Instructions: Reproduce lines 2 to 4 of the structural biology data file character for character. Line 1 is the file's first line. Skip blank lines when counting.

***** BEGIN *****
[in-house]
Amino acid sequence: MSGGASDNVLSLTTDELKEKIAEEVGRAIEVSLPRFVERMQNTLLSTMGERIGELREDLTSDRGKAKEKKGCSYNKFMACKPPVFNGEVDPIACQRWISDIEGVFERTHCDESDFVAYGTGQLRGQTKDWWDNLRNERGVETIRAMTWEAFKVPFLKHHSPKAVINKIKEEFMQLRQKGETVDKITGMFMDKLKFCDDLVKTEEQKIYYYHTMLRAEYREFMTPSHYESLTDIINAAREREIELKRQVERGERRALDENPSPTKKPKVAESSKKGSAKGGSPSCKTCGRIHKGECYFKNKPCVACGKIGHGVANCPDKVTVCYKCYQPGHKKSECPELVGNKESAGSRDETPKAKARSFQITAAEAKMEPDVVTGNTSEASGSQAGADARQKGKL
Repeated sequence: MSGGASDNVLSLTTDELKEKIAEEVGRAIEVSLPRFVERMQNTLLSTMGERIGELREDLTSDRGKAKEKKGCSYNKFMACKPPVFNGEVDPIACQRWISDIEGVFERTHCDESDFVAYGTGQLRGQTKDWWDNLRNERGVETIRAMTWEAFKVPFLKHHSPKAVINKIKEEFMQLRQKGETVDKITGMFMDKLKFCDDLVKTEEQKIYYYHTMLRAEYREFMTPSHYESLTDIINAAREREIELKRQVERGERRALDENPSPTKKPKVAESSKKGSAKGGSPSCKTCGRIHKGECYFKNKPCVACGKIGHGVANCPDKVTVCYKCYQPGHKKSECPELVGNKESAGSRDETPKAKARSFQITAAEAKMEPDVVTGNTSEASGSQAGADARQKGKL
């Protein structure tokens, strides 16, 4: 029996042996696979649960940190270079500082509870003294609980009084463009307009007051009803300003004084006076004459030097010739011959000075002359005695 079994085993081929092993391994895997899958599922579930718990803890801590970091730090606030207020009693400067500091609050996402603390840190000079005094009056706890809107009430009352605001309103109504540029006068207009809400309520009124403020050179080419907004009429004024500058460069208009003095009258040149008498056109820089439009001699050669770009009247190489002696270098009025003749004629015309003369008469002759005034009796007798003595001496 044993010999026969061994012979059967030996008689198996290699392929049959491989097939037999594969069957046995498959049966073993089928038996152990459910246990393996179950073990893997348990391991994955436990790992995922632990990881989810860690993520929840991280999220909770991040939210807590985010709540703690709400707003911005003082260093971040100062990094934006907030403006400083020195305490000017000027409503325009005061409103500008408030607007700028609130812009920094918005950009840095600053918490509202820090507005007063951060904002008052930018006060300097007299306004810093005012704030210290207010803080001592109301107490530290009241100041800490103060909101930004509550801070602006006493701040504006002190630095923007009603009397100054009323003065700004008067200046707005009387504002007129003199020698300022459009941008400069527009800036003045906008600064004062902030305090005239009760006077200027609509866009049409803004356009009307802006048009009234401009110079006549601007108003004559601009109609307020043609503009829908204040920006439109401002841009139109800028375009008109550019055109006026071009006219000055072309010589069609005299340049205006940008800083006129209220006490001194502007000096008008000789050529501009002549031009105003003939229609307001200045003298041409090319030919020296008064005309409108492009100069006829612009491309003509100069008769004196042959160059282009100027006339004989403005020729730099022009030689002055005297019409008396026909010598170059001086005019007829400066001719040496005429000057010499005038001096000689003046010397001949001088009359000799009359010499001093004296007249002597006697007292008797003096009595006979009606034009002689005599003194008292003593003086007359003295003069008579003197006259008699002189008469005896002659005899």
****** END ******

Amino acid sequence: MSGGASDNVLSLTTDELKEKIAEEVGRAIEVSLPRFVERMQNTLLSTMGERIGELREDLTSDRGKAKEKKGCSYNKFMACKPPVFNGEVDPIACQRWISDIEGVFERTHCDESDFVAYGTGQLRGQTKDWWDNLRNERGVETIRAMTWEAFKVPFLKHHSPKAVINKIKEEFMQLRQKGETVDKITGMFMDKLKFCDDLVKTEEQKIYYYHTMLRAEYREFMTPSHYESLTDIINAAREREIELKRQVERGERRALDENPSPTKKPKVAESSKKGSAKGGSPSCKTCGRIHKGECYFKNKPCVACGKIGHGVANCPDKVTVCYKCYQPGHKKSECPELVGNKESAGSRDETPKAKARSFQITAAEAKMEPDVVTGNTSEASGSQAGADARQKGKL
Repeated sequence: MSGGASDNVLSLTTDELKEKIAEEVGRAIEVSLPRFVERMQNTLLSTMGERIGELREDLTSDRGKAKEKKGCSYNKFMACKPPVFNGEVDPIACQRWISDIEGVFERTHCDESDFVAYGTGQLRGQTKDWWDNLRNERGVETIRAMTWEAFKVPFLKHHSPKAVINKIKEEFMQLRQKGETVDKITGMFMDKLKFCDDLVKTEEQKIYYYHTMLRAEYREFMTPSHYESLTDIINAAREREIELKRQVERGERRALDENPSPTKKPKVAESSKKGSAKGGSPSCKTCGRIHKGECYFKNKPCVACGKIGHGVANCPDKVTVCYKCYQPGHKKSECPELVGNKESAGSRDETPKAKARSFQITAAEAKMEPDVVTGNTSEASGSQAGADARQKGKL
């Protein structure tokens, strides 16, 4: 029996042996696979649960940190270079500082509870003294609980009084463009307009007051009803300003004084006076004459030097010739011959000075002359005695 079994085993081929092993391994895997899958599922579930718990803890801590970091730090606030207020009693400067500091609050996402603390840190000079005094009056706890809107009430009352605001309103109504540029006068207009809400309520009124403020050179080419907004009429004024500058460069208009003095009258040149008498056109820089439009001699050669770009009247190489002696270098009025003749004629015309003369008469002759005034009796007798003595001496 044993010999026969061994012979059967030996008689198996290699392929049959491989097939037999594969069957046995498959049966073993089928038996152990459910246990393996179950073990893997348990391991994955436990790992995922632990990881989810860690993520929840991280999220909770991040939210807590985010709540703690709400707003911005003082260093971040100062990094934006907030403006400083020195305490000017000027409503325009005061409103500008408030607007700028609130812009920094918005950009840095600053918490509202820090507005007063951060904002008052930018006060300097007299306004810093005012704030210290207010803080001592109301107490530290009241100041800490103060909101930004509550801070602006006493701040504006002190630095923007009603009397100054009323003065700004008067200046707005009387504002007129003199020698300022459009941008400069527009800036003045906008600064004062902030305090005239009760006077200027609509866009049409803004356009009307802006048009009234401009110079006549601007108003004559601009109609307020043609503009829908204040920006439109401002841009139109800028375009008109550019055109006026071009006219000055072309010589069609005299340049205006940008800083006129209220006490001194502007000096008008000789050529501009002549031009105003003939229609307001200045003298041409090319030919020296008064005309409108492009100069006829612009491309003509100069008769004196042959160059282009100027006339004989403005020729730099022009030689002055005297019409008396026909010598170059001086005019007829400066001719040496005429000057010499005038001096000689003046010397001949001088009359000799009359010499001093004296007249002597006697007292008797003096009595006979009606034009002689005599003194008292003593003086007359003295003069008579003197006259008699002189008469005896002659005899």